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14 Aug 2022

Yvonne Lau, Yahoo!Finance

Russia: Foreign companies at risk of expropriation & nationalization, experts claim

47 of the world’s biggest 200 companies still haven’t left Russia. Now the Kremlin is preparing ‘expropriation blackmail,’ an expert says, 14 August 2022

In the six months since Russia invaded Ukraine, around 300 global companies have exited the Russian market, and another 700 have halted new investments and projects, or curbed operations in the country...But not all global companies have retreated from the country. Around 47 of the world’s 200 biggest companies are still doing business in or with Russia. The process of leaving, after all, can come with major costs. Now, after concerning new moves from the Kremlin, experts say the companies that stayed are now at heightened risk of nationalization as Russia wrestles with how to best deal with the mass corporate exodus, and seeks greater control of their economy...

If it was once a difficult decision for companies to stay in Russia or leave, it could get a lot easier if Putin decides for them.

On July 1, he signed a decree to allow the government to seize the Sakhalin-2 oil and natural gas project. The Kremlin order gave control of Sakhalin-2 to a new, state-created firm that could strip foreign investors of their rights if it wants to, one of the most forceful moves by the government in response to the corporate exodus. U.K. energy giant Shell and Japanese trading firms Mitsui and Mitsubishi hold double-digit stakes in the Russian energy project...

The decree demonstrates that Russia is not just willing to expropriate foreign assets, but is also positioning itself to engage in “expropriation blackmail,” Mark Dixon, founder of the Moral Rating Agency, a research organization focused on foreign firms in Russia, wrote in a July report.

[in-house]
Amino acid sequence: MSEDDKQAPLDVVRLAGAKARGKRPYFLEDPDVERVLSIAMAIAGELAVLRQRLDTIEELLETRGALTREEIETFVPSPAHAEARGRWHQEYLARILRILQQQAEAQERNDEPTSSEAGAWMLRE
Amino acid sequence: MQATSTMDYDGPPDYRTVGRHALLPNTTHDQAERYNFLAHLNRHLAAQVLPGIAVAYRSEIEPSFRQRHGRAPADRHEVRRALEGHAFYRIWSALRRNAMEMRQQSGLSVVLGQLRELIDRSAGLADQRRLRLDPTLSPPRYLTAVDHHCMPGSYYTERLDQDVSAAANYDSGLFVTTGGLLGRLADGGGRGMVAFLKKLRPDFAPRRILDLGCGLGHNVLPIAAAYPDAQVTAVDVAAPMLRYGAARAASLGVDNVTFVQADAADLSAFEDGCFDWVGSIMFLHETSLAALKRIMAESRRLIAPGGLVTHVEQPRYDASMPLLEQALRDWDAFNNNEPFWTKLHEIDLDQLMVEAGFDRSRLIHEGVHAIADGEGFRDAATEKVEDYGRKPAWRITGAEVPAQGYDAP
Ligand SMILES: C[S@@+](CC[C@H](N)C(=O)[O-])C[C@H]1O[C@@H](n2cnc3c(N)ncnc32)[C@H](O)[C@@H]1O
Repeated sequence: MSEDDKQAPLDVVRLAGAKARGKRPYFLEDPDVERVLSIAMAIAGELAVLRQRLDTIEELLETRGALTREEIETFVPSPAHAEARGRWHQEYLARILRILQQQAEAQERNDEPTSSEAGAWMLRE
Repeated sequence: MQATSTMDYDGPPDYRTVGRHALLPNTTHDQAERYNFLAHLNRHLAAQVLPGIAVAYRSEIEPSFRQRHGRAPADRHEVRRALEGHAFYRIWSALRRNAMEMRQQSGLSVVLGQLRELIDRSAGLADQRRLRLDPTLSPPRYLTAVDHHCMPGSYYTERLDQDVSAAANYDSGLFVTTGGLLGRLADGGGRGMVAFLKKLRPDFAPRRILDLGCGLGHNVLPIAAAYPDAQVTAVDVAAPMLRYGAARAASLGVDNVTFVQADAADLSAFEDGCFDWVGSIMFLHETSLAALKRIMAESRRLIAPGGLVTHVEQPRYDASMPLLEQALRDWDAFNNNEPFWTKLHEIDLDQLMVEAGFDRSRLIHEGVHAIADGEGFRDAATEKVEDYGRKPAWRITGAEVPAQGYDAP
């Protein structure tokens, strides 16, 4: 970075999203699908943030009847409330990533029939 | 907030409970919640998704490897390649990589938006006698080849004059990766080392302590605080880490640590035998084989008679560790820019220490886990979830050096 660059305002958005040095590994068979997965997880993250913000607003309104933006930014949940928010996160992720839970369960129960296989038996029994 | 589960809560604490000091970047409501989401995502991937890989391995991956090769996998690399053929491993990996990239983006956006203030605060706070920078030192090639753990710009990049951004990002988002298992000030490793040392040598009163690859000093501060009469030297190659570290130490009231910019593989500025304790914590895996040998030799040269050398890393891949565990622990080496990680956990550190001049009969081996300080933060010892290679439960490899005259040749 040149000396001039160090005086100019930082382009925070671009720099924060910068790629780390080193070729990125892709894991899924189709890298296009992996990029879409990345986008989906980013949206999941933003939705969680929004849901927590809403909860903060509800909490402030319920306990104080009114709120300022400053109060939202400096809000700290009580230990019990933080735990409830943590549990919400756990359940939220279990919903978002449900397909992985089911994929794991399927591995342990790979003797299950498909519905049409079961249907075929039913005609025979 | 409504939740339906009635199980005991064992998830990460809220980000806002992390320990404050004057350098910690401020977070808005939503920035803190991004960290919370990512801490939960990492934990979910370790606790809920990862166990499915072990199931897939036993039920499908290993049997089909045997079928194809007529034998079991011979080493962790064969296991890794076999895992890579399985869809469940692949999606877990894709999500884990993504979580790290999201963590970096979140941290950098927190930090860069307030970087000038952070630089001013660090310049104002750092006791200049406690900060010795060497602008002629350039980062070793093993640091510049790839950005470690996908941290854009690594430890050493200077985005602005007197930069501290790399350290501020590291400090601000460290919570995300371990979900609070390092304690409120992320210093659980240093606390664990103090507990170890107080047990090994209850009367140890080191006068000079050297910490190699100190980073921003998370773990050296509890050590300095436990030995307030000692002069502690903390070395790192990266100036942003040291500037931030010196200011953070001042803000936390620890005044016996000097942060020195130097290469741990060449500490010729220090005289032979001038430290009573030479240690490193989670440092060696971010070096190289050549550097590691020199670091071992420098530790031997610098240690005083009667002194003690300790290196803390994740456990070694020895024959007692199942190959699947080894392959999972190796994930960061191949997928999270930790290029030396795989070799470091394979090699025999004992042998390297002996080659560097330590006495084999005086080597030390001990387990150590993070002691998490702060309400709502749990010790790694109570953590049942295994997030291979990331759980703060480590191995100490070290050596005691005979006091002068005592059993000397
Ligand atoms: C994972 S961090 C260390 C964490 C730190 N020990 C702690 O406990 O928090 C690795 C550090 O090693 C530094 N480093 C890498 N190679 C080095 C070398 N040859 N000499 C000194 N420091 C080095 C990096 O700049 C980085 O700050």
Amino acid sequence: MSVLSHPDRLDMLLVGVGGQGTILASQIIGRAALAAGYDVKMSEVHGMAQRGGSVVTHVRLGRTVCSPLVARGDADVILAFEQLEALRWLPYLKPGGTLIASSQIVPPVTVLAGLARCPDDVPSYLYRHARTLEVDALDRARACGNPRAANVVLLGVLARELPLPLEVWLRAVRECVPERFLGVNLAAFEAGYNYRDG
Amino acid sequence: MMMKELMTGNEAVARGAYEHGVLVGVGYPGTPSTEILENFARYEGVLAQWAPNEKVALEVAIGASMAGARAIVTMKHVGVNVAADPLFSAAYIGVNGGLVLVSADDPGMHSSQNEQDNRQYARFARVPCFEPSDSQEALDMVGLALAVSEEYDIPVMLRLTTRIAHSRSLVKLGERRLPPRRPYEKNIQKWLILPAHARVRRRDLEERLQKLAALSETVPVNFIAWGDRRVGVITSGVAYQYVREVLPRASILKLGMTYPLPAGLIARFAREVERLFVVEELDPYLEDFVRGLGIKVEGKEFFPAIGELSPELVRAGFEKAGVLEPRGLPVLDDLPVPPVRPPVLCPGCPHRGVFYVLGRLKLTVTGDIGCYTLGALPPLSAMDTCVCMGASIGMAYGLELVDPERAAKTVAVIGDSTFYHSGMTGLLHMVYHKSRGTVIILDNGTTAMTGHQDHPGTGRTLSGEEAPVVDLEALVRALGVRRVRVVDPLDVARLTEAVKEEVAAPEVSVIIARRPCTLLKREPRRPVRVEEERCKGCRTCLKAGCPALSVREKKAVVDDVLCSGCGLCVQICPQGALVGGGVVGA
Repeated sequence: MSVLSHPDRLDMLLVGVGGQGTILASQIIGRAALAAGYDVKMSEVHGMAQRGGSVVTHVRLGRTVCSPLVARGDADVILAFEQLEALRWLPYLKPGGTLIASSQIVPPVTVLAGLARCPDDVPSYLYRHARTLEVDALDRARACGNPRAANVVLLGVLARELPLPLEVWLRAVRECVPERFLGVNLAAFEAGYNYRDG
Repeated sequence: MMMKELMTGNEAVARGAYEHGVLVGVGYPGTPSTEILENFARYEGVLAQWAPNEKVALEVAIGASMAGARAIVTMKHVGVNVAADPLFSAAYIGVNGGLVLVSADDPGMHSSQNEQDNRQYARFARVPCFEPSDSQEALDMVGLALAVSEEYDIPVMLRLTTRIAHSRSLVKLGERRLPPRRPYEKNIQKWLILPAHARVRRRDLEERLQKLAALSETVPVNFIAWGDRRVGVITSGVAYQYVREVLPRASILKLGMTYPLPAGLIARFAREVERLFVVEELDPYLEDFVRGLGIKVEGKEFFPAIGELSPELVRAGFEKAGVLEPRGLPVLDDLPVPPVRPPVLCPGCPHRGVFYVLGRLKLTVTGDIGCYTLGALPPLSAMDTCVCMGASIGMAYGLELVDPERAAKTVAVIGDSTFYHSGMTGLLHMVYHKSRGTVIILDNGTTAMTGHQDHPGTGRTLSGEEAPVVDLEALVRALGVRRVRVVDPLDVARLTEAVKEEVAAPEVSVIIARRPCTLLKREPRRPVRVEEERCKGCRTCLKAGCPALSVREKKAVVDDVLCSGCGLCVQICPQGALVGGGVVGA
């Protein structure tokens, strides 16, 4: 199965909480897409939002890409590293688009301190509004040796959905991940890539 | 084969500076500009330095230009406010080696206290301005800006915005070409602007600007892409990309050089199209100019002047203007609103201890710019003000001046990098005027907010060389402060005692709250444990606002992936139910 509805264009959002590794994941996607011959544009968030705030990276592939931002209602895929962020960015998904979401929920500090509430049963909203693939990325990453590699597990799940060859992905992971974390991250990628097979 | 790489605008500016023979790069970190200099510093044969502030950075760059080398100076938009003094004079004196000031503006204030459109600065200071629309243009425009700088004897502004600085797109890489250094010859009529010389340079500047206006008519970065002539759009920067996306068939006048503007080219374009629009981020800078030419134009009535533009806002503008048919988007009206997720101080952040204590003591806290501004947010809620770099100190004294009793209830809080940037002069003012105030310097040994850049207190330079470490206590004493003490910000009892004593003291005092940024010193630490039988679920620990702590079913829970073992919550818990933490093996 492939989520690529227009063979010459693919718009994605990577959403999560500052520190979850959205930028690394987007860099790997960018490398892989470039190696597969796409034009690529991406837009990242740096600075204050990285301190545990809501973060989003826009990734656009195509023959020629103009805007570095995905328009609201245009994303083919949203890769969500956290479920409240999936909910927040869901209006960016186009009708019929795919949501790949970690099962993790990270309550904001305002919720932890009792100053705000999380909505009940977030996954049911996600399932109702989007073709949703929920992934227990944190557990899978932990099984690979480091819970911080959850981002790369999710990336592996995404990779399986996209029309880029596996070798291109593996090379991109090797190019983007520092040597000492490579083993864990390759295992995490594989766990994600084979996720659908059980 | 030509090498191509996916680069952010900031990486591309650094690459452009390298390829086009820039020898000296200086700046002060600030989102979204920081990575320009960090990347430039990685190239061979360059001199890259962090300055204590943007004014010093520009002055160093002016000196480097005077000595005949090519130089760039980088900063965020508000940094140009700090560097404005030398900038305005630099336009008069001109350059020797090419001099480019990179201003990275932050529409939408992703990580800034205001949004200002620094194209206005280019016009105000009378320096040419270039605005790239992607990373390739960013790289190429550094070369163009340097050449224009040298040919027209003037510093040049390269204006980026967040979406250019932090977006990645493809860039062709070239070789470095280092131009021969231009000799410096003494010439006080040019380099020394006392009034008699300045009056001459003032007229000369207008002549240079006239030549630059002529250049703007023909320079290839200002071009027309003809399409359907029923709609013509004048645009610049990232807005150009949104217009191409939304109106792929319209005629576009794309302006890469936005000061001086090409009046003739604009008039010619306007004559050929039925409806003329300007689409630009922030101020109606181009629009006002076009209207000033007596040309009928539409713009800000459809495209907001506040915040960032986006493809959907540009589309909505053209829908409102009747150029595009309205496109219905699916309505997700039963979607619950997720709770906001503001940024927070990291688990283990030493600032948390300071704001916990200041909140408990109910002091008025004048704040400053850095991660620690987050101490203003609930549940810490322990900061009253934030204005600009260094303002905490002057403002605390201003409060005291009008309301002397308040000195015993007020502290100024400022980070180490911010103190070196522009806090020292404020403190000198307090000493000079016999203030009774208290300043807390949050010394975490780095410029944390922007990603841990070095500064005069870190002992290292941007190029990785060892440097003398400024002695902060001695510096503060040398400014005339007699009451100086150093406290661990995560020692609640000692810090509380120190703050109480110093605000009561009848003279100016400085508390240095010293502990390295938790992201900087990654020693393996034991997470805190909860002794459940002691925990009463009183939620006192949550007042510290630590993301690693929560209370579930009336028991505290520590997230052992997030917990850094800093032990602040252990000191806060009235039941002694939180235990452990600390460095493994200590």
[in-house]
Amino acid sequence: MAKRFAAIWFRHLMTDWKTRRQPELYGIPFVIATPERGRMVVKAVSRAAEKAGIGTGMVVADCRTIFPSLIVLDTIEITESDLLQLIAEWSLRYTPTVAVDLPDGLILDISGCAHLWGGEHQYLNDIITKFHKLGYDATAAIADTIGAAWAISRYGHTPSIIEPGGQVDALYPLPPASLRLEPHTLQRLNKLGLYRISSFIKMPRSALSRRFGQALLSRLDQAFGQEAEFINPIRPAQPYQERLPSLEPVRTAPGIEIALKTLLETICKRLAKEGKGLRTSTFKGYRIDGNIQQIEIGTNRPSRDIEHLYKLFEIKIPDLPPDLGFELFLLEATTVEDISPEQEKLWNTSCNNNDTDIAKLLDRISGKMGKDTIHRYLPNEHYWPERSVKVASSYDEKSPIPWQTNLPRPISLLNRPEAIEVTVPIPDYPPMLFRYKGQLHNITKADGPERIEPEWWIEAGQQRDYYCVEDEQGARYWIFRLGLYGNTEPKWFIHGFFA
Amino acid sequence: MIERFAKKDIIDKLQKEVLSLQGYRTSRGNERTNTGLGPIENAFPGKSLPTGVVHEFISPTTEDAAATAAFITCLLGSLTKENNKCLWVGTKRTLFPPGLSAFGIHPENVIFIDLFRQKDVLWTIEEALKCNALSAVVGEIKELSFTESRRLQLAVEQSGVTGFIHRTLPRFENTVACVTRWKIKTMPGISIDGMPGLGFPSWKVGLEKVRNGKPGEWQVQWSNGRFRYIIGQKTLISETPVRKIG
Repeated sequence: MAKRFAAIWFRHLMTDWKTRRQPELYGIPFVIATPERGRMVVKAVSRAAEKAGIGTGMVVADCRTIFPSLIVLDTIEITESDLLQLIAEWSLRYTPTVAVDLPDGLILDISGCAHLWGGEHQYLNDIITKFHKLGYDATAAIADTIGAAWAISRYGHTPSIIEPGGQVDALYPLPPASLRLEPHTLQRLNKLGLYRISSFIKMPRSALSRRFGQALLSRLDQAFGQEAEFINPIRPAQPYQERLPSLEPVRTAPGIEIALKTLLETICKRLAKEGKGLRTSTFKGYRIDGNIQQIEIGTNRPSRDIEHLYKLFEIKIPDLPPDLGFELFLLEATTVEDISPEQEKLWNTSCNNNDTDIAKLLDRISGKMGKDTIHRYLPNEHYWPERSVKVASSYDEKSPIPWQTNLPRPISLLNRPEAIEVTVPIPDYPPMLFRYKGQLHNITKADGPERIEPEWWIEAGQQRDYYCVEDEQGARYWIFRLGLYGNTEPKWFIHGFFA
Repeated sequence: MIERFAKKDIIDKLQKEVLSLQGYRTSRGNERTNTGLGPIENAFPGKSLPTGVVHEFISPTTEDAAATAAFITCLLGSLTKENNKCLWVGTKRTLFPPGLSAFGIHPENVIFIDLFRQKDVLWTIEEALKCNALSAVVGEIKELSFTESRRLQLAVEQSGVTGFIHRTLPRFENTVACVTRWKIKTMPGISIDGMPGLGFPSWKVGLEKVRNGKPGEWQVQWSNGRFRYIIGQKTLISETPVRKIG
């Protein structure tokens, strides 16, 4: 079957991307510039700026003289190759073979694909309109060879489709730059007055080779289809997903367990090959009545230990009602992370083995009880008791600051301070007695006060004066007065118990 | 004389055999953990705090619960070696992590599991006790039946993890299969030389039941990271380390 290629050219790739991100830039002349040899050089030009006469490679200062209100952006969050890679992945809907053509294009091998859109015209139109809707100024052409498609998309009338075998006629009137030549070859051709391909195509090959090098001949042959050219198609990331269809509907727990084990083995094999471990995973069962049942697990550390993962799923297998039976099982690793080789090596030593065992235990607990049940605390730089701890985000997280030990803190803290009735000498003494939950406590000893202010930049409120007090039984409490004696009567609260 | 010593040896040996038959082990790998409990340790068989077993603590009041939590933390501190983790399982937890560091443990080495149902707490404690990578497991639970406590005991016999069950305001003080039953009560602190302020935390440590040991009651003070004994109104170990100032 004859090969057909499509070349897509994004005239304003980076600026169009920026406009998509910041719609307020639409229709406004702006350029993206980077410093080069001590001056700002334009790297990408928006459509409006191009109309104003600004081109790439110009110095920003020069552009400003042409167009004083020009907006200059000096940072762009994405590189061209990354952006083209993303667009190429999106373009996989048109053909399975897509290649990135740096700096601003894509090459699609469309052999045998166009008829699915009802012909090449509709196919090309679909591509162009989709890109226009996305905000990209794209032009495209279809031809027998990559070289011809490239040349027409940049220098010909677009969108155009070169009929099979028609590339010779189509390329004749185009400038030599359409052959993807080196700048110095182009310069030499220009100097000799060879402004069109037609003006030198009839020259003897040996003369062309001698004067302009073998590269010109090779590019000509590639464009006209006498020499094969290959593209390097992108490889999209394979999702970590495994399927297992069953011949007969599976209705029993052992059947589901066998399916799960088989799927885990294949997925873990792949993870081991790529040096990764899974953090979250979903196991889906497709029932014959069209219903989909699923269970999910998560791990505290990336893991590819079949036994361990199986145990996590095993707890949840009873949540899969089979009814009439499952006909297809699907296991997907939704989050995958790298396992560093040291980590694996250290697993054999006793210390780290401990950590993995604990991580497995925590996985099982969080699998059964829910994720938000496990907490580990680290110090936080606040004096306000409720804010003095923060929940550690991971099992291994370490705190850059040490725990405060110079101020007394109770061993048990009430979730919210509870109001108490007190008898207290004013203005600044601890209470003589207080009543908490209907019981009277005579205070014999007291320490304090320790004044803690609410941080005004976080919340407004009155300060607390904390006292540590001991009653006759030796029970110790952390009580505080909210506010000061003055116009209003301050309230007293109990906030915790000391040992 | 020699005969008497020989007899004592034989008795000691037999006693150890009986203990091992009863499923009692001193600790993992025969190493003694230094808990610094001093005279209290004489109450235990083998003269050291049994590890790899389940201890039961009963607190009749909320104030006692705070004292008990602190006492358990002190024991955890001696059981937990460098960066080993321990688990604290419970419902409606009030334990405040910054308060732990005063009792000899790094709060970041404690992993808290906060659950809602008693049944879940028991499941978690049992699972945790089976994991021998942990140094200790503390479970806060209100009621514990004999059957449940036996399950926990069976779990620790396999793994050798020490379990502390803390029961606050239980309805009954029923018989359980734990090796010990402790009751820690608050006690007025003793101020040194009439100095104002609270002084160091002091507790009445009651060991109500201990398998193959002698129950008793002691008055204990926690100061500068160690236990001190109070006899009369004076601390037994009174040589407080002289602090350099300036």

The Sakhalin-2 case shows that foreign investors have already been expropriated, and that Russian authorities are giving them the chance to either agree to the new terms of the new entity that now controls the energy project—or lose everything, Dixon told Fortune this week.

“We anticipate a tsunami of expropriations or blackmailed concessions over the next couple of months,” Dixon wrote earlier this year.

Other experts agree. The Russian government will nationalize—which amounts to expropriation or confiscation by the state—“one foreign company after the other” because of the lack of options available, Anders Åslund, an economist, former senior fellow at the Atlantic Council, and author of Russia’s Crony Capitalism, told Fortune. Russian assets can’t be sold easily because of the dearth of foreign buyers, plus, for those companies that have exited, the companies can’t leave them without owners, he says...